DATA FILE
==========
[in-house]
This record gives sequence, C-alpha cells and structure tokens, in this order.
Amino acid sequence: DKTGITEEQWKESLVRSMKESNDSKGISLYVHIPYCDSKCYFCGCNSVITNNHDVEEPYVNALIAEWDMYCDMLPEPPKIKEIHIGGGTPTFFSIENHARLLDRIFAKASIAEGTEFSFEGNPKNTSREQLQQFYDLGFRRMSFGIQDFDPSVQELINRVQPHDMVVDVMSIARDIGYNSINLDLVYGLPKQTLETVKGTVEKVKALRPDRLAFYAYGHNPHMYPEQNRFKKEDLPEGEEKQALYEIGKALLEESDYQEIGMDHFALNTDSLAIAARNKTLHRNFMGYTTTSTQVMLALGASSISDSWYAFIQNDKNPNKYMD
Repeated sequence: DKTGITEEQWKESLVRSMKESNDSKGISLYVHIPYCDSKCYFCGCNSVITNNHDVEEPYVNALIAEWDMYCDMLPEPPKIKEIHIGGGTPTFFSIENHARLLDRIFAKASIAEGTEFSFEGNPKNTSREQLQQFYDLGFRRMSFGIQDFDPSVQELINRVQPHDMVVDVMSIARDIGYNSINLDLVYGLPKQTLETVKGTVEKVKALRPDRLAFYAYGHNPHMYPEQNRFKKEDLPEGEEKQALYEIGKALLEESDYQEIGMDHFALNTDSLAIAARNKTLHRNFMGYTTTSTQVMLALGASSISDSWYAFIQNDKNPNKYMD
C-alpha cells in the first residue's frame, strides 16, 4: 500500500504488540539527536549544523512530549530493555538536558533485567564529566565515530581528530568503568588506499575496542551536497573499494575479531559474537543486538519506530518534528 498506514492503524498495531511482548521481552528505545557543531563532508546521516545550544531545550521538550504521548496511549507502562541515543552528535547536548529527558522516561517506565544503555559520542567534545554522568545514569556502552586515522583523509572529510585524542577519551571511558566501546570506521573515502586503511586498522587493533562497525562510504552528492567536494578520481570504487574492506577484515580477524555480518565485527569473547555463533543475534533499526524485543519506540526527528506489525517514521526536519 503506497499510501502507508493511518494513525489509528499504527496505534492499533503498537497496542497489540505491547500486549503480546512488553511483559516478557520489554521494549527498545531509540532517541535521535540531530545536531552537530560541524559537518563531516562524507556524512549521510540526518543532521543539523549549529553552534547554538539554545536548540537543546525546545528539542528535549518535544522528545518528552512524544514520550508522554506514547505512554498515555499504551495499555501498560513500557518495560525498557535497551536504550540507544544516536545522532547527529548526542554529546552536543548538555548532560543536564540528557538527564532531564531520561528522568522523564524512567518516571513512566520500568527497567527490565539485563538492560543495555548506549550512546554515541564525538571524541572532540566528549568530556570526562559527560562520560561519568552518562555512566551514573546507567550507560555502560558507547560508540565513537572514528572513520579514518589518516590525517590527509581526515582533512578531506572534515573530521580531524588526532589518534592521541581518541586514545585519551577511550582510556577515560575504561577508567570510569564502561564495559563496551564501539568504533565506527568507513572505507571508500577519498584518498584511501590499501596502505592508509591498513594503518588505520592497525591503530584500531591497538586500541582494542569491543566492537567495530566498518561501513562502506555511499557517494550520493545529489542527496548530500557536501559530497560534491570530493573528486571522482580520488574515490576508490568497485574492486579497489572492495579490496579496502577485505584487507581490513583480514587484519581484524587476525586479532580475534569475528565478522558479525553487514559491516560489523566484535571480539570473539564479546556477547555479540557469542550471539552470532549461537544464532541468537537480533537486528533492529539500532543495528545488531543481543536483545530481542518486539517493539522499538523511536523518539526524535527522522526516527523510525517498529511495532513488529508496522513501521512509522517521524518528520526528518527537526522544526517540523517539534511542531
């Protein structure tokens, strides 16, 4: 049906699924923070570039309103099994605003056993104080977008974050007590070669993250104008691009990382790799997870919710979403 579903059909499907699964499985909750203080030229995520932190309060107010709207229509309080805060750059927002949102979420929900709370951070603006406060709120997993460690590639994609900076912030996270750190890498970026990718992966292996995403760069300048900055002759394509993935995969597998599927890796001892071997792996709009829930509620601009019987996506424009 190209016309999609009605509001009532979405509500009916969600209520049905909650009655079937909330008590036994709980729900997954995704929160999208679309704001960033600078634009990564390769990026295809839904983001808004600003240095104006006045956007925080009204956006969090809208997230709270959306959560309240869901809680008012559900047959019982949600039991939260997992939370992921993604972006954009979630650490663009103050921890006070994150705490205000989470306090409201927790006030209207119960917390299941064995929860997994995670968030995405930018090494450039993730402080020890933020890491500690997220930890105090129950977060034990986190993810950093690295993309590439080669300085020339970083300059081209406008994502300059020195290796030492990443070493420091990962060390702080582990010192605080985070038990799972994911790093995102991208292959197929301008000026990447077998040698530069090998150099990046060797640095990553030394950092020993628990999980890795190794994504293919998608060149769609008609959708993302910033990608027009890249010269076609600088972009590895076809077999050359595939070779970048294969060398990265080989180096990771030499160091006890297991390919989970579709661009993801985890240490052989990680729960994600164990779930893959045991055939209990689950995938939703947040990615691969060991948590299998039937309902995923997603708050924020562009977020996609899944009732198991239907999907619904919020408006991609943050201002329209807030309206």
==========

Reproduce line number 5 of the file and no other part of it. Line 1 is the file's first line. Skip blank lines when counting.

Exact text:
C-alpha cells in the first residue's frame, strides 16, 4: 500500500504488540539527536549544523512530549530493555538536558533485567564529566565515530581528530568503568588506499575496542551536497573499494575479531559474537543486538519506530518534528 498506514492503524498495531511482548521481552528505545557543531563532508546521516545550544531545550521538550504521548496511549507502562541515543552528535547536548529527558522516561517506565544503555559520542567534545554522568545514569556502552586515522583523509572529510585524542577519551571511558566501546570506521573515502586503511586498522587493533562497525562510504552528492567536494578520481570504487574492506577484515580477524555480518565485527569473547555463533543475534533499526524485543519506540526527528506489525517514521526536519 503506497499510501502507508493511518494513525489509528499504527496505534492499533503498537497496542497489540505491547500486549503480546512488553511483559516478557520489554521494549527498545531509540532517541535521535540531530545536531552537530560541524559537518563531516562524507556524512549521510540526518543532521543539523549549529553552534547554538539554545536548540537543546525546545528539542528535549518535544522528545518528552512524544514520550508522554506514547505512554498515555499504551495499555501498560513500557518495560525498557535497551536504550540507544544516536545522532547527529548526542554529546552536543548538555548532560543536564540528557538527564532531564531520561528522568522523564524512567518516571513512566520500568527497567527490565539485563538492560543495555548506549550512546554515541564525538571524541572532540566528549568530556570526562559527560562520560561519568552518562555512566551514573546507567550507560555502560558507547560508540565513537572514528572513520579514518589518516590525517590527509581526515582533512578531506572534515573530521580531524588526532589518534592521541581518541586514545585519551577511550582510556577515560575504561577508567570510569564502561564495559563496551564501539568504533565506527568507513572505507571508500577519498584518498584511501590499501596502505592508509591498513594503518588505520592497525591503530584500531591497538586500541582494542569491543566492537567495530566498518561501513562502506555511499557517494550520493545529489542527496548530500557536501559530497560534491570530493573528486571522482580520488574515490576508490568497485574492486579497489572492495579490496579496502577485505584487507581490513583480514587484519581484524587476525586479532580475534569475528565478522558479525553487514559491516560489523566484535571480539570473539564479546556477547555479540557469542550471539552470532549461537544464532541468537537480533537486528533492529539500532543495528545488531543481543536483545530481542518486539517493539522499538523511536523518539526524535527522522526516527523510525517498529511495532513488529508496522513501521512509522517521524518528520526528518527537526522544526517540523517539534511542531